4. Remind them that they are not alone

This kind of falls in line with just about everything else I’ve been saying, but it’s worth mentioning separately because it is easy for survivors to feel isolated and scared.  Make it clear that you are here for the person, and that they are not alone.

5. Respect their privacy.

If someone trusts you enough to disclose their trauma to you, that is wonderful, but it also comes with some degree of responsibility.  Do not disclose the details of their trauma to anyone without their permission.  It doesn’t matter if you think they should tell their significant other or you think someone should call their mom-~-again, that is their decision.  This doesn’t mean you can’t talk to a trusted confident and say, “A friend of mine disclosed a trauma to me last night and I’m feeling really worried about them”, because that doesn’t actually give away anything about who they are or the details of what happened, but you absolutely should not say “My friend W was assaulted by this guy P last night at X fraternity party”-~-this fundamentally does not respect the survivor’s privacy or their ability to choose who knows about what happened.  This is especially important because being a survivor is often a stigmatized status, and the individual deserves the right to control for that stigma.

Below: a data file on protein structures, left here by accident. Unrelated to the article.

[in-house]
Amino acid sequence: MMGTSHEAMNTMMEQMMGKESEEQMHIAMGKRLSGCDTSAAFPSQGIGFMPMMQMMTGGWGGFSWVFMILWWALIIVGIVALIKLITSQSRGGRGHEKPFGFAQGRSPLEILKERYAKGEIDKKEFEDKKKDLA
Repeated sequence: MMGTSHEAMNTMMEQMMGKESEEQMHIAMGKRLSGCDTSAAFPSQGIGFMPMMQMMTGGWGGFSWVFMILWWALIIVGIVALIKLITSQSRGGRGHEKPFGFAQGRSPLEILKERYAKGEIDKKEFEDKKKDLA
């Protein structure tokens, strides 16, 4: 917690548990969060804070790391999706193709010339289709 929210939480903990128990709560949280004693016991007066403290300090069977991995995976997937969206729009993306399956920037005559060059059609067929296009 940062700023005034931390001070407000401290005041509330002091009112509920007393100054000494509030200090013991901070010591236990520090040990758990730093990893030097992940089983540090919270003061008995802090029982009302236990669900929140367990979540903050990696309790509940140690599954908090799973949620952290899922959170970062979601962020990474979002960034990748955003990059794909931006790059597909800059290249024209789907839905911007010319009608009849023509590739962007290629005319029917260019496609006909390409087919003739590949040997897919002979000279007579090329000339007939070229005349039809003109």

6. Don’t forget to take care of yourself, too.

People in caretaker roles often forget that they need to take care of themselves as well, but if you are going to support a trauma survivor, please keep in mind that secondary trauma can be real, and that you may experience emotional consequences from taking care of them.  Remember to take the time to read, relax, and take stock of your own feelings and capacities as you navigate supporting someone you care about.  If you need to, find someone who can support you, including a counselor or a friend (as long as you can talk to them without violating the survivor’s privacy), and make sure that you are conscientious of how navigating your experience with this may spill over into interactions with anyone you are supporting.

As always I will end this post with a couple of resources, in case anyone needs them:

RAINN has an online hotline where survivors and secondary survivors can turn to for support, which can be accessed here.

For a list of online resources to help secondary survivors, see here.

For a list of SANE (sexual assault nurse examination) programs (where survivors can get often free exams and have forensic evidence collected), see here.

For a basic guide to legal options for survivors of relationship violence, see here.

Remember that the resources you may need will change based on the circumstances you are addressing, and that these resources will not be able to answer every question.  Take the time to learn whatever information you find pertinent, and again, don’t forget to take care of yourself along the way.

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~ by Randi Saunders on February 23, 2015.